By Stephen Magagnini Sacramento (Calif.) Bee
Is the term “Asian- American” fading into history, like “Oriental” before it?
A growing number note that Asian-American isn’t a race and say they choose to identify by their ethnicity.
“I’m full-blooded Filipino-American,” said Mae Lopez, 27, of West Sacramento. “Asian-American is kind of a loose term.”
As the race question on the U.S. census form has expanded to 15 categories and write-in options — giving Americans the right to check as many boxes as they want — fewer are embracing the term Asian-American.
Linda Ng, a Hong Kong immigrant who is treasurer of the national Organization of Chinese Americans, said she’s proud to be an American. She added it’s often hard for Asian- Americans themselves to differentiate by ethnicity “in a sea of Asians.”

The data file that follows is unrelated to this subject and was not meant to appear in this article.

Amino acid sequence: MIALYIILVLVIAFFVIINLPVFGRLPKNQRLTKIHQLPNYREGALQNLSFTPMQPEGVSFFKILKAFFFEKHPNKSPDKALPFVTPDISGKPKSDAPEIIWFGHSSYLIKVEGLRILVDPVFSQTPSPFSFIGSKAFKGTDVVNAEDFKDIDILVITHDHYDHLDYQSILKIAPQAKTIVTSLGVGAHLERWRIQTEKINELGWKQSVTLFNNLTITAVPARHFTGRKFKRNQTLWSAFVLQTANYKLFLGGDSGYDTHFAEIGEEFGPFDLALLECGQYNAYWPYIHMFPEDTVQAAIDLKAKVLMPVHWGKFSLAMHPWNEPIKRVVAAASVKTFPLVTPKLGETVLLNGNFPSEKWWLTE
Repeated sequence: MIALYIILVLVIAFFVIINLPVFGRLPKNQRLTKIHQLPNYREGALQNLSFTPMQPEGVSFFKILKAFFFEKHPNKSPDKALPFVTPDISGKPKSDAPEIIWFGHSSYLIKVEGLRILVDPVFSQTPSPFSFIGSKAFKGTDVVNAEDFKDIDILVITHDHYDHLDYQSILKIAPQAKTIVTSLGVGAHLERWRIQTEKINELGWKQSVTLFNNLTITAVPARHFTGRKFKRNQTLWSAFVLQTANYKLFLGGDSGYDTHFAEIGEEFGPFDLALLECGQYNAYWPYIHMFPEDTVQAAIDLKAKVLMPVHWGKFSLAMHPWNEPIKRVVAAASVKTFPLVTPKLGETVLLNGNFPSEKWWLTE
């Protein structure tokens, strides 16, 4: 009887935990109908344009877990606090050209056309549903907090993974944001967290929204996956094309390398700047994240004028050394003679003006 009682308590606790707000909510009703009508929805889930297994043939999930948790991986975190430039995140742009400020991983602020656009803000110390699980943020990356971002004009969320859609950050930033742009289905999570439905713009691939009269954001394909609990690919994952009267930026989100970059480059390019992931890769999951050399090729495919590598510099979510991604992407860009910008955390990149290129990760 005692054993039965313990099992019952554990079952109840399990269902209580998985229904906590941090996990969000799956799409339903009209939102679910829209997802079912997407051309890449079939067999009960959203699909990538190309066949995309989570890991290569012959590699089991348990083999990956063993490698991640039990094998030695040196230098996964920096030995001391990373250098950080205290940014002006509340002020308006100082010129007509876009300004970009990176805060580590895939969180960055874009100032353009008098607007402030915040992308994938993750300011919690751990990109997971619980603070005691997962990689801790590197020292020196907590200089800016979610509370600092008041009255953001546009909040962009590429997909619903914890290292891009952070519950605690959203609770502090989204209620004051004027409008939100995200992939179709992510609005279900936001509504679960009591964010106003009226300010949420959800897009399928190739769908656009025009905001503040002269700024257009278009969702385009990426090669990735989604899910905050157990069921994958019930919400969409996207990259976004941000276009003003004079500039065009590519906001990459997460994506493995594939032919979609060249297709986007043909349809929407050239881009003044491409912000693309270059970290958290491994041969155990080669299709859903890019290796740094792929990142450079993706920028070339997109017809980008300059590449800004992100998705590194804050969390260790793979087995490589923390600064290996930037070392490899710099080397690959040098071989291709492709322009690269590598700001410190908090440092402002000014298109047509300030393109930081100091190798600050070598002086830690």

Chong, 65, grew up in San Francisco’s Chinatown when virtually all Asian immigrants were called Orientals — a term that fell out of favor because it was associated with European imperialism and conjured up cinematic racial stereotypes.
Sacramento educators Lee Yang, 40, and his wife, Bo Moua, fled communism in Laos. As they strolled through Old Sacramento, past booths selling savory Thai noodles and barbecue, nan bread and sushi, Yang said: “We look Asian.”
But there are significant cultural differences, he said. While Chinese, Vietnamese, Koreans and Japanese were influenced by Confucianism, many Hmong refugees are now Christian. Asia is home to many of the world’s religions, including Buddhism, Hinduism and Sikhism.
On the 2010 census, the couple wrote in Hmong. “That’s mostly how I identify,” said Moua, assistant principal at a Sacramento elementary school.